Whalen v. Roe 1977

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Whalen v. Roe 1977

Appellant: Robert P. Whalen, New York Commissioner of Health

Appellees: Richard Roe, et al.

Appellant's Claim: That a New York computer system that stored information about prescription drug users was constitutional.

Chief Lawyer for Appellant: A. Seth Greenwald, Assistant Attorney General of New York

Chief Lawyer for Appellees: Michael Lesch and H. Miles Jaffee

Justices for the Court: Harry A. Blackmun, William J. Brennan, Jr., Warren E. Burger, Thurgood Marshall, Lewis F. Powell, Jr., William H. Rehnquist, John Paul Stevens (writing for the Court), Potter Stewart, Byron R. White

Justices Dissenting: None

Date of Decision: February 22, 1977

Decision: New York's computer system was reasonable and did not violate the right of privacy.

Significance: The government may collect and store vast amounts of private information on computers.

In 1970, New York State was concerned about the abuse of prescription drugs. Prescription drugs are drugs that doctors use to treat patients for illness, pain, and other medical conditions. Each doctor fills out a piece of paper called a prescription, which the patient then gives to a pharmacist. The pharmacist, in turn, sells the drug to the patient.

New York formed a commission to study the state's drug control laws. The commission learned that it was impossible to stop people from using stolen prescription drugs. There also was no way to stop unethical doctors and pharmacists from giving patients more drugs than they needed. Finally, there was no way to stop patients from going to more than one doctor to get many prescriptions for the same drug. All of these problems made it easy for people to abuse prescription drugs by using more than they needed.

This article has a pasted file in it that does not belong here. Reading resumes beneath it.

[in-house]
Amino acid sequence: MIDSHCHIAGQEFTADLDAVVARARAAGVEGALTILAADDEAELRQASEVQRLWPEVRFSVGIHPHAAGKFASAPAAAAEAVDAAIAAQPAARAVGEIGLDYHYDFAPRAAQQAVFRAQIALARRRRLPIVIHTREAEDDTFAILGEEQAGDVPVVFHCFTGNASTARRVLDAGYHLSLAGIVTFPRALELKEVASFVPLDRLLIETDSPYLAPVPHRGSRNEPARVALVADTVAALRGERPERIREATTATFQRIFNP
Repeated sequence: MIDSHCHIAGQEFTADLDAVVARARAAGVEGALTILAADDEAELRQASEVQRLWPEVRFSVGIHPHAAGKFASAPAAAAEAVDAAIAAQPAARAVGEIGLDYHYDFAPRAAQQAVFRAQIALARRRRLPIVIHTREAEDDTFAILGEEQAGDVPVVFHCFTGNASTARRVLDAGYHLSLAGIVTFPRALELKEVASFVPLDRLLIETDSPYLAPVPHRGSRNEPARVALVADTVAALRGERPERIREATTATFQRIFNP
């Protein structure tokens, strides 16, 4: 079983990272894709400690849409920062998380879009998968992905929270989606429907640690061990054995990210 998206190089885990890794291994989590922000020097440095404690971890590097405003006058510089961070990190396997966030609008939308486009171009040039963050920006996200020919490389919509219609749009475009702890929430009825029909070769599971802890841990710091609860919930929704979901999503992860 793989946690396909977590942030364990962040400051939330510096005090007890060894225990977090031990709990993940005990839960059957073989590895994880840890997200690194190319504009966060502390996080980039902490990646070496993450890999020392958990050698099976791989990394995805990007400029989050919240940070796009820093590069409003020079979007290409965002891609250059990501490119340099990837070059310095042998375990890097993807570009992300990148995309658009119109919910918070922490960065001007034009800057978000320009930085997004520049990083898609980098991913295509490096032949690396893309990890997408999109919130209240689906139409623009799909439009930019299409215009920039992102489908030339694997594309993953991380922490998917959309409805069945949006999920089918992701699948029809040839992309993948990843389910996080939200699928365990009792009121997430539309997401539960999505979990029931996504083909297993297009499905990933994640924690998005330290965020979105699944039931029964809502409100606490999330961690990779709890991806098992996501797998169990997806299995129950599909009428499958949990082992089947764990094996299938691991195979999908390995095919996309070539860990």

Fighting drug abuse

Because drug abuse can injure health, ruin life, and even cause death, New York passed a new law to correct these problems. The new law created five drug schedules. Schedule I was for drugs, such as heroin, that had no legal medical uses. Drugs in schedules II through V had valid medical uses but tended to be abused.

Schedule II drugs were prescription drugs with the most serious abuse problems. Under the new law, prescriptions for schedule II drugs had to be written on a form that produced three copies. On the form, the doctor writing the prescription had to record her name, the name of the pharmacist, the drug and amount being prescribed, and the name, address, and age of the patient. The physician kept one copy of the form, the pharmacist kept the second copy, and the third copy went to the New York State Department of Health in Albany, New York.

The Department of Health sorted, coded, and recorded the forms on a log. The Department then recorded the data from the forms onto magnetic tapes for computer processing. Under the law, the Department kept the written forms in a locked vault for five years and then destroyed them. It designed the computer system so outside computers could not access the data. The law made it a crime for the Department of Health to disclose private information about patients to the public. By storing this information in computer records, New York hoped to prevent illegal drug use by monitoring prescriptions.

Fighting for the right of privacy

A few days before New York's law went into effect, patients who used schedule II drugs filed a lawsuit in federal district court to challenge the law. They argued that the law violated the right of privacy by storing private information about them in government computers.

The patients were worried that they would be called drug addicts if their private information was shared with the public. They said that fear would discourage people from getting schedule II drugs. In fact, the evidence showed that one adult and one child already had stopped getting schedule II drugs because of that fear. A doctor even said he completely stopped prescribing schedule II drugs because his patients were horrified by the new law.